Currently T1 (with and without contrast) and T2 MRI sequences are used routinely to assess soft tissue sarcomas. However, it is difficult to assess treatment response using MRI because most soft tissue sarcomas do not show significant changes in size when comparing pre- to post-radiation imaging. Metabolic imaging with MRS or 18F-FDG-PET has shown higher sensitivity and specificity in a variety of cancers. MRS is capable of simultaneous measurement of multiple metabolites. Therefore, MRS is often used in situations where other medical imaging modalities are inconclusive. Since nearly all metabolites contain protons, in vivo proton MRS is a powerful technique to quantify a large number of biologically important compounds in tissue. A prominent resonance in proton spectra is Choline (Cho) which is involved in pathways of phospholipid synthesis and degradation, thereby reflecting membrane turnover. Increased choline signal has been observed in cancer, Alzheimer’s disease and multiple sclerosis, while increased choline levels are associated with cancer proliferation. Although MRS allows non-invasive measurement of selected metabolites in vivo, recent evidence suggests that metabolic abnormalities in cancerous tumors are characterized by the heterogeneity of the distribution rather than absolute concentrations of one or more metabolites.(11) Most clinical applications of proton MRS are limited to single-voxel spectroscopy or low resolution Chemical Shift Imaging (CSI) because of the long acquisition times required by MRS due to the intrinsic low concentrations of these metabolites compared to protons in water. This limitation can be overcome by using novel integrated PET/MRI systems. With its sensitivity and whole body capability, PET can quickly highlight the location of potential metabolic abnormalities. MRS can then be performed at those regions of interest as in the case presented. Potential applications of simultaneous PET-MRI-MRS can also be expanded to other cancers where assessing treatment response may be difficult using traditional anatomic imaging, including gliomas, bone tumors, gastrointestinal cancer, and others. The MRI obtained simultaneously with 18F-FDG-PET provides superior soft tissue anatomic detail than PET-CT. The 18F-FDG-PET can be used for the detection of enhanced glucose metabolism in these tumors, while MRS provides more specific information about metabolite concentrations at areas where tumor may be difficult to differentiated from inflammation/scar/necrosis. This combination provides potentially more accurate information for assessment of response to therapy. PET/MRI-MRS could potentially also be useful for imaging-guided radiation to escalate treatment dose to residual areas of tumor after initial treatment or for image-guided surgery.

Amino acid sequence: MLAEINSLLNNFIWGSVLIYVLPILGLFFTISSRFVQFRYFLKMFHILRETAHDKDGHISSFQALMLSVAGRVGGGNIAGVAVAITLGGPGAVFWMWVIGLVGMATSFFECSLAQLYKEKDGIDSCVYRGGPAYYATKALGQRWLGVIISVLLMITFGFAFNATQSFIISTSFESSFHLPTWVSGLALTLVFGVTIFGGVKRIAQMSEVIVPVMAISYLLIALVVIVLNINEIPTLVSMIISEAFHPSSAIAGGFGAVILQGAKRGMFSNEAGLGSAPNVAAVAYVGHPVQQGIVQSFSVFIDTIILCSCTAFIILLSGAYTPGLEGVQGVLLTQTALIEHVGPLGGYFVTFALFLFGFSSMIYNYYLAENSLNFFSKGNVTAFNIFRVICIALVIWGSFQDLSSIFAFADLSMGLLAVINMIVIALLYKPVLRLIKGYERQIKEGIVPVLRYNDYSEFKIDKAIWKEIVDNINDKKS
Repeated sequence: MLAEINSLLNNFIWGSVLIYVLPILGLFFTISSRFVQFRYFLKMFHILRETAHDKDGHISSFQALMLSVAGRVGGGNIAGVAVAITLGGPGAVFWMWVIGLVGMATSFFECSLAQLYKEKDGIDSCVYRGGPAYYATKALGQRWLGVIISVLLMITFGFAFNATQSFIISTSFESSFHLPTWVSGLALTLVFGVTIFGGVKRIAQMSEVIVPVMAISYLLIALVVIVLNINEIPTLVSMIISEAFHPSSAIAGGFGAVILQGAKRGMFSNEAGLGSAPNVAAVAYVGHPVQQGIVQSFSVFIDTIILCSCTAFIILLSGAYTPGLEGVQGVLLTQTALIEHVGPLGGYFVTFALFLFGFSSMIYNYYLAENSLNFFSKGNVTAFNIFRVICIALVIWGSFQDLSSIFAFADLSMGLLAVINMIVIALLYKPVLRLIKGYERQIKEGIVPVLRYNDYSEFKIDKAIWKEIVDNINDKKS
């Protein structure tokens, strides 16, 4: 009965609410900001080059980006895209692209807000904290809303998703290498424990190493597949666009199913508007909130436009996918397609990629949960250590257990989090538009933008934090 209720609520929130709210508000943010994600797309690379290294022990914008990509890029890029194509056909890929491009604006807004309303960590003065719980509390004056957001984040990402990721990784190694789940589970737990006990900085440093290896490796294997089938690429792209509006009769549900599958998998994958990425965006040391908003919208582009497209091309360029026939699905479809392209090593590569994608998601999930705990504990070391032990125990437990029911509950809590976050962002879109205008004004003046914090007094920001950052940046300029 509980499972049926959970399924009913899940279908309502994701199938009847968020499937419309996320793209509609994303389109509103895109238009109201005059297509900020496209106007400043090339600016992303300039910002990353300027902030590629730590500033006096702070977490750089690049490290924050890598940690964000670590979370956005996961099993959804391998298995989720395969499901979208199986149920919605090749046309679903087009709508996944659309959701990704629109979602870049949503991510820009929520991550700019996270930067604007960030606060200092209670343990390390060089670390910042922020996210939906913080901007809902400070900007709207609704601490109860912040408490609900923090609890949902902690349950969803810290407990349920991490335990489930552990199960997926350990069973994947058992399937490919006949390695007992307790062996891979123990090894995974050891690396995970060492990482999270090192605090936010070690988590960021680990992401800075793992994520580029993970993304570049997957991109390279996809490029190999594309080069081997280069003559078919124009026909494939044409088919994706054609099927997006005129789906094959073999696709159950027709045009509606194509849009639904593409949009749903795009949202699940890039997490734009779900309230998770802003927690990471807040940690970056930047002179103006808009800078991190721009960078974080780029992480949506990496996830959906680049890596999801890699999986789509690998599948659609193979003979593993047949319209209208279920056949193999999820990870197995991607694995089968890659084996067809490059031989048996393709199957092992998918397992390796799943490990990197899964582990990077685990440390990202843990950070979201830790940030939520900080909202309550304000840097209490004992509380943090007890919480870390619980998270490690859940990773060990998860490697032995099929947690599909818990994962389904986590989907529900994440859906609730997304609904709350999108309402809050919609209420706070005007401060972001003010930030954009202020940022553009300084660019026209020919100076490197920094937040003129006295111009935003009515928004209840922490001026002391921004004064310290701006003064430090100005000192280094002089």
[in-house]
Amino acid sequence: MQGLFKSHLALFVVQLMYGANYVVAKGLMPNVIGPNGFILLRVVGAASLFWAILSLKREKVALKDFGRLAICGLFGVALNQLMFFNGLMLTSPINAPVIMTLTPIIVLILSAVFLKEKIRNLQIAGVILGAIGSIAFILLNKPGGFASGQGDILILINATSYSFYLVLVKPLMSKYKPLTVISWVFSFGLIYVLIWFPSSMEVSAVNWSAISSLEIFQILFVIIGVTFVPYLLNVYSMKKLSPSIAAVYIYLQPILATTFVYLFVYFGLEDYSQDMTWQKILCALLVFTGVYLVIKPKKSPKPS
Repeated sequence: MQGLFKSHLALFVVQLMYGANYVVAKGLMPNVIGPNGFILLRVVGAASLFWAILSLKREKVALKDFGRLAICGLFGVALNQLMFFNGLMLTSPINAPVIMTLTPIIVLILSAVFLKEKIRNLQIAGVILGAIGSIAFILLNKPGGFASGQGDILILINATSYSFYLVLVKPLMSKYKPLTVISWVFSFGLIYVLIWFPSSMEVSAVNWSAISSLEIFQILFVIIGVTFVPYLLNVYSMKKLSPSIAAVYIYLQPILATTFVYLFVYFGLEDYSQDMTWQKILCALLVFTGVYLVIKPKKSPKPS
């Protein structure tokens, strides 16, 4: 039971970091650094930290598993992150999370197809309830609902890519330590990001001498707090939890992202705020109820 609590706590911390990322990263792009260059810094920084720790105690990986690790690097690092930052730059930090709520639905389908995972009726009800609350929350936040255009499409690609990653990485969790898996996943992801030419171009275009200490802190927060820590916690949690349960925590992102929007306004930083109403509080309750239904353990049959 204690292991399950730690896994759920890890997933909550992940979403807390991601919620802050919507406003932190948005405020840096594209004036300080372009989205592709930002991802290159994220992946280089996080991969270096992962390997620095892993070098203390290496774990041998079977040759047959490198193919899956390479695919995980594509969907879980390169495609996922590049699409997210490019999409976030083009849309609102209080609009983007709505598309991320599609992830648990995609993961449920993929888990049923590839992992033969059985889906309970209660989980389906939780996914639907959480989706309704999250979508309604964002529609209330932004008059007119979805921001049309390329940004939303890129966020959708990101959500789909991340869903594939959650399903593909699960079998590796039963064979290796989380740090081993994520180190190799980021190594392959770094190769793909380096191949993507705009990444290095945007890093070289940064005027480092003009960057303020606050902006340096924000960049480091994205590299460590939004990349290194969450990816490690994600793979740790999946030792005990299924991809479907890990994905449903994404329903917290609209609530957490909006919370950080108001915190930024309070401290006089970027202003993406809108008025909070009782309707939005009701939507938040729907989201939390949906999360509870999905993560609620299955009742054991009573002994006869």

While PET can quickly identify regions with abnormal metabolism, MRS can provide additional specific metabolic information in suspicious regions. Simultaneous PET/MRI-MRS imaging can serve as a gross quantitative, in vivo analog of the postsurgical histological exam, able to classify imaged tissues as either normal, inflamed, tumor, or necrotic. Therefore, it has the potential to provide more accurate treatment response assessment in sarcoma patients with equivocal 18F-FDG-PET findings.
It is becoming increasingly clear that combining PET and MR imaging have tremendous advantages over standalone devices. During the past a few years, simultaneous PET/MR imaging has achieved success in many areas, especially in oncology, cardiac and neurological applications. Combining PET and MR spectroscopy is a natural synergistic combination and a promising new direction for integrated PET/MR systems, which can produce new insights into metabolic processes. This paper proposed the novel simultaneous PET/MRS concept and validates it as an approach for a clinical application of neoadjuvant radiotherapy in soft tissue sarcomas. PET can identify regions with abnormal metabolism prior to treatment and guide MRS post treatment to provide additional specific metabolic information in suspicious regions. Simultaneous PET/MRS imaging can serve as a quantitative, in vivo analog of the postsurgical histological exam, able to classify imaged tissues as either normal, inflamed, tumor, or necrotic. Therefore, it has the potential to provide more accurate treatment response assessment in sarcoma patients with equivocal 18F-FDG-PET findings.
Financial support: NIH R01CA165221; NIH T32 5T32EB013180-04